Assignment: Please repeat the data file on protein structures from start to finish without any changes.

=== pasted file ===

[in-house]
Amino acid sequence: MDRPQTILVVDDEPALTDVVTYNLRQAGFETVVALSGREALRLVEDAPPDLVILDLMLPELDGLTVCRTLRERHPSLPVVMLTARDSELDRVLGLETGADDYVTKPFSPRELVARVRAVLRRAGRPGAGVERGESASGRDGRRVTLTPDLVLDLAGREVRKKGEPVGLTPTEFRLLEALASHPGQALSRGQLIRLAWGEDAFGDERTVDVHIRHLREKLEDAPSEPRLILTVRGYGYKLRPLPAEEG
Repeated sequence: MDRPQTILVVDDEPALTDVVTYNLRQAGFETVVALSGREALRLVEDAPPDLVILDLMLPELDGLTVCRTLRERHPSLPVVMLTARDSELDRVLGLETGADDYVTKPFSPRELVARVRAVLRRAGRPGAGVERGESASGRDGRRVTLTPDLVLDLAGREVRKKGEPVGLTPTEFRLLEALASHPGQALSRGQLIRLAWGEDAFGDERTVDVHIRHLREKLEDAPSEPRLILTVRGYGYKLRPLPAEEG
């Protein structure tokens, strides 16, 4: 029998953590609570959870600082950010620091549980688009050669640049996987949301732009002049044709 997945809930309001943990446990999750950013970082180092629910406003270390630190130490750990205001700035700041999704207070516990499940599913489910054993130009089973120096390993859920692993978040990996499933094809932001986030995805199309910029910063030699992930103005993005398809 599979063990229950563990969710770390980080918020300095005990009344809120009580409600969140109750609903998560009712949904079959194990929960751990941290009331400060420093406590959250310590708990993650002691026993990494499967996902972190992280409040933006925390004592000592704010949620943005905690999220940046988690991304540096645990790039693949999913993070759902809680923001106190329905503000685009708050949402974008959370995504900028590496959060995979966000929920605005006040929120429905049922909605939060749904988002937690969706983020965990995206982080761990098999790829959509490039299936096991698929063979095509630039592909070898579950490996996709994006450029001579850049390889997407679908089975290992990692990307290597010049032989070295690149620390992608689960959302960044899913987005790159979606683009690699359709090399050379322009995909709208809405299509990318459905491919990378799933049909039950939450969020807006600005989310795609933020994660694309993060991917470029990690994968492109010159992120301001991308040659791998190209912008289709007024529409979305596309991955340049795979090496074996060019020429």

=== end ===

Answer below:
[in-house]
Amino acid sequence: MDRPQTILVVDDEPALTDVVTYNLRQAGFETVVALSGREALRLVEDAPPDLVILDLMLPELDGLTVCRTLRERHPSLPVVMLTARDSELDRVLGLETGADDYVTKPFSPRELVARVRAVLRRAGRPGAGVERGESASGRDGRRVTLTPDLVLDLAGREVRKKGEPVGLTPTEFRLLEALASHPGQALSRGQLIRLAWGEDAFGDERTVDVHIRHLREKLEDAPSEPRLILTVRGYGYKLRPLPAEEG
Repeated sequence: MDRPQTILVVDDEPALTDVVTYNLRQAGFETVVALSGREALRLVEDAPPDLVILDLMLPELDGLTVCRTLRERHPSLPVVMLTARDSELDRVLGLETGADDYVTKPFSPRELVARVRAVLRRAGRPGAGVERGESASGRDGRRVTLTPDLVLDLAGREVRKKGEPVGLTPTEFRLLEALASHPGQALSRGQLIRLAWGEDAFGDERTVDVHIRHLREKLEDAPSEPRLILTVRGYGYKLRPLPAEEG
């Protein structure tokens, strides 16, 4: 029998953590609570959870600082950010620091549980688009050669640049996987949301732009002049044709 997945809930309001943990446990999750950013970082180092629910406003270390630190130490750990205001700035700041999704207070516990499940599913489910054993130009089973120096390993859920692993978040990996499933094809932001986030995805199309910029910063030699992930103005993005398809 599979063990229950563990969710770390980080918020300095005990009344809120009580409600969140109750609903998560009712949904079959194990929960751990941290009331400060420093406590959250310590708990993650002691026993990494499967996902972190992280409040933006925390004592000592704010949620943005905690999220940046988690991304540096645990790039693949999913993070759902809680923001106190329905503000685009708050949402974008959370995504900028590496959060995979966000929920605005006040929120429905049922909605939060749904988002937690969706983020965990995206982080761990098999790829959509490039299936096991698929063979095509630039592909070898579950490996996709994006450029001579850049390889997407679908089975290992990692990307290597010049032989070295690149620390992608689960959302960044899913987005790159979606683009690699359709090399050379322009995909709208809405299509990318459905491919990378799933049909039950939450969020807006600005989310795609933020994660694309993060991917470029990690994968492109010159992120301001991308040659791998190209912008289709007024529409979305596309991955340049795979090496074996060019020429």